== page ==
The New Catholic Book Club Discusses 'The Patriarch'

Today marks the relaunch of the Catholic Book Club, a literary enterprise originally begun by the editors of America in 1928. In his introduction to the new club, Kevin Spinale, S.J., sketches the history and goals of the Catholic Book Club, and what it can offer to readers today.

On Friday March 22, Kevin lead a discussion of the first book chosen by the new CBC, The Patriarch by David Nasaw:

Advertisement

The life of Joseph P. Kennedy teaches us about the reality of urban and national politics in the U.S., the world wars, insights into the workings of American financial system, the personality and genius of FDR, the activity of a presidential campaign and the diminishment of a irrepressible man ground down by a string of personal tragedies. It is the history of a Catholic who dealt with prejudice and exclusion because of his Catholicism as well as a Catholic who was ultimately rejected by the institutional church in the United States. In short, it is the fascinating life of a man who embodies the complexities of human nature.

The Book Club exists to cultivate meaningful discussion about meaningful books. In order to facilitate discussion about the book, I offer some questions here for discussion. I welcome everyone to contribute answers to these questions, your own questions, or any reactions you have to Prof. Nasaw’s book.

1.  Having considered the entire life of Joseph Kennedy, from his days as “Honey Fitz’s son-in-law,” to his unrivaled financial success, to the death of his four eldest children and his own death, was Joseph Kennedy a happy man?

2.  Knowing both the affection he showed his children and the way he conducted his own personal life, was he a good father?

3.  Do you agree with Richard Cardinal Cushing’s assessment of the American Hierarchy’s rejection of John F. Kennedy as a presidential candidate in 1960? (Nasaw, p723-725)  How has the 1960 election affected Catholic candidates for political office in the United States today?

A podcast interview with David Nasaw will be posted online next week. In the meantime, we encourage you to pick up the book, read it all or just a few chapters, and join us for our discussion on March 22.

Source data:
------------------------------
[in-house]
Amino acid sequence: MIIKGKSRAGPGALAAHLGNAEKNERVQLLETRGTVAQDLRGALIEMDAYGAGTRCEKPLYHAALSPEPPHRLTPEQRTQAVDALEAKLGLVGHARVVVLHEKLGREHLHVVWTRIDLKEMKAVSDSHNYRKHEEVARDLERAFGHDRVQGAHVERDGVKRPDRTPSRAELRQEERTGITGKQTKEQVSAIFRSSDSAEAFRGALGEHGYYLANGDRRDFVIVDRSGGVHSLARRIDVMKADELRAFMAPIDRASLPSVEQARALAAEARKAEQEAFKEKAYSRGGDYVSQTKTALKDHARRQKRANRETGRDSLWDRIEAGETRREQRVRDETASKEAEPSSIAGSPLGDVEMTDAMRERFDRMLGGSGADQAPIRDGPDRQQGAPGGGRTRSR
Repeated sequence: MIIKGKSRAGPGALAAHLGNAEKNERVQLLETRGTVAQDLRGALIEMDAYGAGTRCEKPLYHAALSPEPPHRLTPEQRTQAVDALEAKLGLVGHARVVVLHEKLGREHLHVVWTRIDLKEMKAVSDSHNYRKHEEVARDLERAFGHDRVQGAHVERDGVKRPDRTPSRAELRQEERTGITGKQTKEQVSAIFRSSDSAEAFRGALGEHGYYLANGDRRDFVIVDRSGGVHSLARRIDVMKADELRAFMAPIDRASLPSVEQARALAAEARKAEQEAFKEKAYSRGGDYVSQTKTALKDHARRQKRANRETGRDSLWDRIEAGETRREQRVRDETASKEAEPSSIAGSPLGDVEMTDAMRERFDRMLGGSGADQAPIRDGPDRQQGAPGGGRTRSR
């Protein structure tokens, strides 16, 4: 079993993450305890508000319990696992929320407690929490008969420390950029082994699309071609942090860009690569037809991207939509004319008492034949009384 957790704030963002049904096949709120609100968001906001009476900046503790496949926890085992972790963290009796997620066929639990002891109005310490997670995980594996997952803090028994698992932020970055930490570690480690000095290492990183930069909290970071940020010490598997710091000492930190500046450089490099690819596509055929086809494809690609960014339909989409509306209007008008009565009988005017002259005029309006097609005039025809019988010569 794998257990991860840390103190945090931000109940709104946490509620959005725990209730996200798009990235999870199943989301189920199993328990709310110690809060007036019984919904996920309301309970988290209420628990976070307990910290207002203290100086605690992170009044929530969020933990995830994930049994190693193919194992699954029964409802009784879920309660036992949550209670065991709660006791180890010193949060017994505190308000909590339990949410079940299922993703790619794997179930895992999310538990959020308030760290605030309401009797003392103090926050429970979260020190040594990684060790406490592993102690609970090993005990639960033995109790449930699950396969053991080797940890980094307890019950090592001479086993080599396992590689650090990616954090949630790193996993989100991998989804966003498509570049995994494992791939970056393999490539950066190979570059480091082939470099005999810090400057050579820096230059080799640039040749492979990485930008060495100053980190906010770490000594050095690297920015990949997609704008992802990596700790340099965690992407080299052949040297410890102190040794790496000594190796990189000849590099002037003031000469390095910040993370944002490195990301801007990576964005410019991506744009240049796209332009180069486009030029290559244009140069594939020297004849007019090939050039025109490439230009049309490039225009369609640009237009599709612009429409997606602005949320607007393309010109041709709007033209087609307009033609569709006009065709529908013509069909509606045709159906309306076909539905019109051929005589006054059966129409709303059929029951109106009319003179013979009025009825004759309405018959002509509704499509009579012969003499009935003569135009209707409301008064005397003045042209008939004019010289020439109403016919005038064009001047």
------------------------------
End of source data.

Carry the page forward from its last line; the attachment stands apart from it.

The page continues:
Comments are automatically closed two weeks after an article's initial publication. See our comments policy for more.
Nancy Walton-House
4 years 9 months ago
What time will the discussion be held on Friday 3/22? Will an archive of the discussion be posted on the website?

Advertisement

Don't miss the best from America

Sign up for our Newsletter to get the Jesuit perspective on news, faith and culture.

The latest from america

Homeless people are seen in Washington June 22. Bishop Frank J. Dewane of Venice, Fla., chair of the U.S. bishops' domestic policy committee, released a statement Nov. 17 proclaiming that the House of Representatives "ignored impacts to the poor and families" in passing the Tax Cuts and Jobs Act the previous day. (CNS photo/Tyler Orsburn)
The United States is thwarting the advancement of millions of its citizens, a UN rapporteur says.
Kevin ClarkeDecember 16, 2017
Why not tax individuals for what they take out of society instead of what they contribute?
Paul D. McNelis, S.J.December 15, 2017
Pope Francis will renew the mandate of the Pontifical Commission for the Protection of Minors for another three years, informed sources told America this week.
Gerard O’ConnellDecember 15, 2017
Worshippers recite the Lord's Prayer during Mass at Corpus Christi Church in Mineola, N.Y., on Oct. 13. (CNS photo/Gregory A. Shemitz, Long Island Catholic)
Making ancient Scripture sensible in contemporary languages will always prove a hazard-heavy challenge.
Kevin ClarkeDecember 15, 2017